milan italy


From the 8th December 2017 till the 15th January 2018 we will be in Milan, Italy.


Milan, in Italian Milano,  is the capital of Lombardy and the second most populous city in Italy after Rome, with the city proper having a population of 1,360,422 while its province-level municipality has a population of 3,228,000.

Its continuously built-up urban area (that stretches beyond the boundaries of the Metropolitan City of Milan) has a population estimated to be about 5,270,000 over 1,891 square kilometres (730 square miles), ranking 4th in the European Union.

The wider Milan metropolitan area, known as Greater Milan, is a polycentric metropolitan region that extends over central Lombardy and eastern Piedmont and which counts an estimated total population of 8,173,176, making it by far the largest metropolitan area in Italy.
Milan is considered a leading Alpha Global City, with strengths in the arts, commerce, design, education, entertainment, fashion, finance, healthcare, media, services, research, and tourism.

Its business district hosts Italy’s Stock Exchange and the headquarters of the largest national and international banks and companies. In terms of GDP, it has the third largest economy among European cities and the wealthiest among European non-capital cities. Milan is considered part of the Blue Banana and one of the “Four Motors for Europe.”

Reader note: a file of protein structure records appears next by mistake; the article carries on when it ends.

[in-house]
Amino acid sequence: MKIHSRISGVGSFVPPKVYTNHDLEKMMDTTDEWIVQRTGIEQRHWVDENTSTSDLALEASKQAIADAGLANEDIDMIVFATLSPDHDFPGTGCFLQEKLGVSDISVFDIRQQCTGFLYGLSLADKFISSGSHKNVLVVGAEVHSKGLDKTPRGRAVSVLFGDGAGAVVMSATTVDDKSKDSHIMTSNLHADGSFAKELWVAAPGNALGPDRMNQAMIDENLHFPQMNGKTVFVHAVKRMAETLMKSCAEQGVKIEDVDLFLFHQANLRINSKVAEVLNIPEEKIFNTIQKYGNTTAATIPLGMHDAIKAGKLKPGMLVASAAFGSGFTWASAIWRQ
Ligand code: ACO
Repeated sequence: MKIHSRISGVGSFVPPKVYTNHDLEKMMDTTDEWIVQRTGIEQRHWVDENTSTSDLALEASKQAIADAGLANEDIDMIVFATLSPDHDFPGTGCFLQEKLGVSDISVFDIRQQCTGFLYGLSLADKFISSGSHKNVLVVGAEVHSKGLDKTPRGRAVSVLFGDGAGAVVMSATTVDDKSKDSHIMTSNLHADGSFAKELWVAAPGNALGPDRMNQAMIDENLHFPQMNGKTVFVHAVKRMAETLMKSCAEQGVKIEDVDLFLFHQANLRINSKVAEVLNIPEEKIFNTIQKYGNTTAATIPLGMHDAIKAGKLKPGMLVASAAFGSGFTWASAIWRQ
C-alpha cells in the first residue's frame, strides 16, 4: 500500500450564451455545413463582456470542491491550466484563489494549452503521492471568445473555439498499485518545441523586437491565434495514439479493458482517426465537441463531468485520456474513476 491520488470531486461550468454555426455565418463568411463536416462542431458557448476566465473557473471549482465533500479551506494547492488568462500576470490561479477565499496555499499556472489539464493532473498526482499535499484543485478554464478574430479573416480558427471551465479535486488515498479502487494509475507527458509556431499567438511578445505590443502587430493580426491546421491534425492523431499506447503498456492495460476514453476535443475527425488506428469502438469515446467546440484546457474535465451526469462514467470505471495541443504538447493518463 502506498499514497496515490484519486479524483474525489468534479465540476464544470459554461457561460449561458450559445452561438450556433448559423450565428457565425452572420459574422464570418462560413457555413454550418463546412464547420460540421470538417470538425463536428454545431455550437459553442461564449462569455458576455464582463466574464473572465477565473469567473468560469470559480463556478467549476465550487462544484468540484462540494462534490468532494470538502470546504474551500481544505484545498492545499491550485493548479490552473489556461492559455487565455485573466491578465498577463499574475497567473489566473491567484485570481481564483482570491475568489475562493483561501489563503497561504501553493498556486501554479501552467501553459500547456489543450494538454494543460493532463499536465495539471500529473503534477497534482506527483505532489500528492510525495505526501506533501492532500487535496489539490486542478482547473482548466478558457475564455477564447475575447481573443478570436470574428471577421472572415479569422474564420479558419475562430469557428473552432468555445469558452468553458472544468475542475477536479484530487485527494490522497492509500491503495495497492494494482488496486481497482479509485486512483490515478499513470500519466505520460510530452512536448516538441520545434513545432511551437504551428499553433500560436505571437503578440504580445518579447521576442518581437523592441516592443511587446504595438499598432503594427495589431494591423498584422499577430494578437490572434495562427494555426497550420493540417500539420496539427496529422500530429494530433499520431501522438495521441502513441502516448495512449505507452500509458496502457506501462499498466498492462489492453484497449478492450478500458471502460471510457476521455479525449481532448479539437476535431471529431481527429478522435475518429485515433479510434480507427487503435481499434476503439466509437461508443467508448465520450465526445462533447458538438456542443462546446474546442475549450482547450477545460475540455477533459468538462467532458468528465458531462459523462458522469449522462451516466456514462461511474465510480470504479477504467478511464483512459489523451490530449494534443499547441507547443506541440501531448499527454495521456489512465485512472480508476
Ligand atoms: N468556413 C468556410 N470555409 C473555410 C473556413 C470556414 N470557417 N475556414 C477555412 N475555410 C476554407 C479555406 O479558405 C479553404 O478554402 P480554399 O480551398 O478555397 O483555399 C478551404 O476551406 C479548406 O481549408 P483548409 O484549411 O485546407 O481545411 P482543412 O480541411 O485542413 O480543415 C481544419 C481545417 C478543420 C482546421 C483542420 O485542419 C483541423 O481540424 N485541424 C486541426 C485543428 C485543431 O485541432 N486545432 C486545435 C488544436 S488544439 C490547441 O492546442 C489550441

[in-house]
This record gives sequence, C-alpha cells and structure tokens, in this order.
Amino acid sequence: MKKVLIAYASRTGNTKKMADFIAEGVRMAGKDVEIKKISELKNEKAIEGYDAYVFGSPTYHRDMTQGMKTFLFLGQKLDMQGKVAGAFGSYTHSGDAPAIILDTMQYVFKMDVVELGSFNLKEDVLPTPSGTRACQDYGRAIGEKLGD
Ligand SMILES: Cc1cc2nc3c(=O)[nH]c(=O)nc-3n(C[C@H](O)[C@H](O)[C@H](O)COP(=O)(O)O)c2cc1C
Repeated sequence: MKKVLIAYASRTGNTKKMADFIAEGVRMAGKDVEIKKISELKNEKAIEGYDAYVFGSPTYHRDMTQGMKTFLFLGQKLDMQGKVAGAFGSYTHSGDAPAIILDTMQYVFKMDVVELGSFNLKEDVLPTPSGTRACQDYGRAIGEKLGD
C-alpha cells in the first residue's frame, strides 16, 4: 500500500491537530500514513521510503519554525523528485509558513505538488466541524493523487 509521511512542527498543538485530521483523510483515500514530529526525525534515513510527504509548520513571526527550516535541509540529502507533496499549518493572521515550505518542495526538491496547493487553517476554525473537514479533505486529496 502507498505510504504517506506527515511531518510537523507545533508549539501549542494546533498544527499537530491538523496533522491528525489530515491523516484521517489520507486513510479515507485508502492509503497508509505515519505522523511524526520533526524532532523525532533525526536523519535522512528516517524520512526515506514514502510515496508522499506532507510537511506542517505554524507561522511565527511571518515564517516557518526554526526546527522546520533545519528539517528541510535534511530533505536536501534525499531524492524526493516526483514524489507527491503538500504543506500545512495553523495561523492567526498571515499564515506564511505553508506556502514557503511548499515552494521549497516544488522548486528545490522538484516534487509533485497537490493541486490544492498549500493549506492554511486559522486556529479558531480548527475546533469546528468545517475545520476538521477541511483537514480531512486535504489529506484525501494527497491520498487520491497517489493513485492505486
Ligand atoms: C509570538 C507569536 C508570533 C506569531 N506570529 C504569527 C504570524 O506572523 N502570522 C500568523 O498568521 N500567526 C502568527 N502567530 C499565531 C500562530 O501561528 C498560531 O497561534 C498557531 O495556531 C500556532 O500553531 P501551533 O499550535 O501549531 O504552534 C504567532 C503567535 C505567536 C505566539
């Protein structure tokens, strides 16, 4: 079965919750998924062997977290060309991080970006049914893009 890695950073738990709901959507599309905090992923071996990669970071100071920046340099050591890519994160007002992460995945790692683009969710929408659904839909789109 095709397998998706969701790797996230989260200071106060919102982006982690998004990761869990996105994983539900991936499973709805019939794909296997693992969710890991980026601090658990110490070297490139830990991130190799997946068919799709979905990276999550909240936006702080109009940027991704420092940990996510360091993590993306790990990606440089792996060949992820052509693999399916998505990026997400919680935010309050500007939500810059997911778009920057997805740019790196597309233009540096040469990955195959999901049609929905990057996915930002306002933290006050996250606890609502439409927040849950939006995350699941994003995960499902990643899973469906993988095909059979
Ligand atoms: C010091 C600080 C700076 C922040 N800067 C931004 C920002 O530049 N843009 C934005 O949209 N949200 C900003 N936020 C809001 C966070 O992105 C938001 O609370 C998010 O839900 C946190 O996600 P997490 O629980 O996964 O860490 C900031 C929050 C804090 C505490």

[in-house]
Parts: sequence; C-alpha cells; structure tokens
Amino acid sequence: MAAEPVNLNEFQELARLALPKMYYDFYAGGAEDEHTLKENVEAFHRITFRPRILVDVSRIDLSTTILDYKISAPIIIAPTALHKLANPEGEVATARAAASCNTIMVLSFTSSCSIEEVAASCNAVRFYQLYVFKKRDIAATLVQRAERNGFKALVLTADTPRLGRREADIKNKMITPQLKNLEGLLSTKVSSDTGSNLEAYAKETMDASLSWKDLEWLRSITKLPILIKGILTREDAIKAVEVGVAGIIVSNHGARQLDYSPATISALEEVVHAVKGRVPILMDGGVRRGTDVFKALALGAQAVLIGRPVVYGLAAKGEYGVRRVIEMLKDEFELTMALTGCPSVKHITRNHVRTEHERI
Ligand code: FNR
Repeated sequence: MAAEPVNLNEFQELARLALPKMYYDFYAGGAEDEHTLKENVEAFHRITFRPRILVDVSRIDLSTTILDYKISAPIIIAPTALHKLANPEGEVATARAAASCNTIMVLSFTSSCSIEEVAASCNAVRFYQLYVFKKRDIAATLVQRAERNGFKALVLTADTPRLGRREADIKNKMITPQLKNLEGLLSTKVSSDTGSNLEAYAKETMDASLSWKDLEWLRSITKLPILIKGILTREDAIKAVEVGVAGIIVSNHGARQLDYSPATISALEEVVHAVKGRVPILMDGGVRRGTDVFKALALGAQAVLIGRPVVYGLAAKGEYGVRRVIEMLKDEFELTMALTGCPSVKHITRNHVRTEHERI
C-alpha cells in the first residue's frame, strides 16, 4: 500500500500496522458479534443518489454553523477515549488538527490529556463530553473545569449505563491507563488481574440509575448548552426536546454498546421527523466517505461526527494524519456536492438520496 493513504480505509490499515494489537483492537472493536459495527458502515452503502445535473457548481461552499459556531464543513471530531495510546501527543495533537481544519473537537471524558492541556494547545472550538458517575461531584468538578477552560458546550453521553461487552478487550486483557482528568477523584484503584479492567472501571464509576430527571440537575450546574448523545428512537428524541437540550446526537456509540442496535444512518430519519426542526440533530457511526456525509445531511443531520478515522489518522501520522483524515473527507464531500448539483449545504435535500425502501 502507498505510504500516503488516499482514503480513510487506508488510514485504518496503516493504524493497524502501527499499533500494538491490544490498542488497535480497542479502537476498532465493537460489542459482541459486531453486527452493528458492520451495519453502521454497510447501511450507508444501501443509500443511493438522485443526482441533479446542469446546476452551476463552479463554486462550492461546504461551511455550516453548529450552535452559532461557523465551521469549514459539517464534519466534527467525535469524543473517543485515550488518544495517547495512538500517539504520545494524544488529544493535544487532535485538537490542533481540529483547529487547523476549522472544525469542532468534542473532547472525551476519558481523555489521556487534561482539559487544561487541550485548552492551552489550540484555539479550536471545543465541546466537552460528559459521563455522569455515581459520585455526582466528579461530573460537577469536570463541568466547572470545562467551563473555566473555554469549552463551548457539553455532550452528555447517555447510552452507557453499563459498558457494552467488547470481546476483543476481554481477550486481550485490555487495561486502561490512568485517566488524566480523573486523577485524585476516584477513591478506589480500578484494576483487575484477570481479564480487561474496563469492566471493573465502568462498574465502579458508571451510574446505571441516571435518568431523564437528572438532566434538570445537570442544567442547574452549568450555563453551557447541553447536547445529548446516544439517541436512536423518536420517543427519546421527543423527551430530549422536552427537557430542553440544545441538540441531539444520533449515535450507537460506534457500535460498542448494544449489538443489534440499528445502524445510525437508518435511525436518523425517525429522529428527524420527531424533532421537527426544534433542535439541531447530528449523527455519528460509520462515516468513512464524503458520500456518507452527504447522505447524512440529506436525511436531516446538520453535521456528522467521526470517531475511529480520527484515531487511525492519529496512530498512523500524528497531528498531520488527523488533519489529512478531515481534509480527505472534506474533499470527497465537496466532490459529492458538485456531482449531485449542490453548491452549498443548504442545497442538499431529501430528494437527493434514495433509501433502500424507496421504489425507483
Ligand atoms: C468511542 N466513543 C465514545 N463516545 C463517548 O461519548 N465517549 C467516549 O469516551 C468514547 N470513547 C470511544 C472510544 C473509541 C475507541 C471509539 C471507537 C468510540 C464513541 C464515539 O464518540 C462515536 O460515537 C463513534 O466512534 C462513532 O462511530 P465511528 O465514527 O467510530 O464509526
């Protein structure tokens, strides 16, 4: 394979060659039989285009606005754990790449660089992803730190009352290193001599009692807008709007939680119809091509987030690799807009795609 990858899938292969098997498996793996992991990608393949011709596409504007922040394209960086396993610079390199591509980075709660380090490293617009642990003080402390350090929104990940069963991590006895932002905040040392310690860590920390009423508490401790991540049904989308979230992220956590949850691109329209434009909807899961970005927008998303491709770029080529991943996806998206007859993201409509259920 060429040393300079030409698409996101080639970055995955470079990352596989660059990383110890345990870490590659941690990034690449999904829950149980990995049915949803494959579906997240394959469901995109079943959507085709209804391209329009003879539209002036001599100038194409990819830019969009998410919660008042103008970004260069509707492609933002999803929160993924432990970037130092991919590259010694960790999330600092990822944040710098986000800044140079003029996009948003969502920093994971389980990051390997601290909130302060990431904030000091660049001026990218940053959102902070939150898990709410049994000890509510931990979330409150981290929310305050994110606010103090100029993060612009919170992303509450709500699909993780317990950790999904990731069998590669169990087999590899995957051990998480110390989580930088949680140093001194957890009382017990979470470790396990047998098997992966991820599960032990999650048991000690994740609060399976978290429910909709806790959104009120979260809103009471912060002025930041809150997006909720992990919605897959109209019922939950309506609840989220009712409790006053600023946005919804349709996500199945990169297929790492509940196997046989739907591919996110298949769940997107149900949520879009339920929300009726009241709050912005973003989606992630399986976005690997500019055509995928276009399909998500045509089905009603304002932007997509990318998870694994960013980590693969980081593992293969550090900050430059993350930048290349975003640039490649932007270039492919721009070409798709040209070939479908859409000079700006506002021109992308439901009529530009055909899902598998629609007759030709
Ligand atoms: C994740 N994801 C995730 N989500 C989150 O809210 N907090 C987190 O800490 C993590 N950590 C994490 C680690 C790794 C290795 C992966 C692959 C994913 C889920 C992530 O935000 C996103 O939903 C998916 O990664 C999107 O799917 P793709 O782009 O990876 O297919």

The city has long been named fashion capital of the world and the world’s design capital, thanks to several international events and fairs, including Milan Fashion Week and the Milan Furniture Fair, which are currently among the world’s biggest in terms of revenue, visitors and growth.

It hosted the Universal Exposition in 1906 and 2015. The city hosts numerous cultural institutions, academies and universities, with 11% of the national total enrolled students.

Milan is the destination of 8 million overseas visitors every year, attracted by its museums and art galleries that boast some of the most important collections in the world, including major works by Leonardo da Vinci. The city is served by a large number of luxury hotels and is the fifth most starred in the world by Michelin Guide.


The etymology of the name Milan remains uncertain. One theory holds that the Latin name Mediolanum comes from the Latin words medio (in the middle) and planus (plain). However, some scholars believe that lanum comes from the Celtic root lan, meaning an enclosure or demarcated territory  in which Celtic communities used to build shrines.

Hence Mediolanum could signify the central town or sanctuary of a Celtic tribe. Indeed, about sixty Gallo-Roman sites in France bore the name “Mediolanum”, for example: Saintes (Mediolanum Santonum) and Évreux (Mediolanum Aulercorum).

In addition, another theory links the name to the boar sow (the Scrofa semilanuta) an ancient emblem of the city, fancifully accounted for in Andrea Alciato’s Emblemata (1584), beneath a woodcut of the first raising of the city walls, where a boar is seen lifted from the excavation, and the etymology of Mediolanum given as “half-wool”, explained in Latin and in French.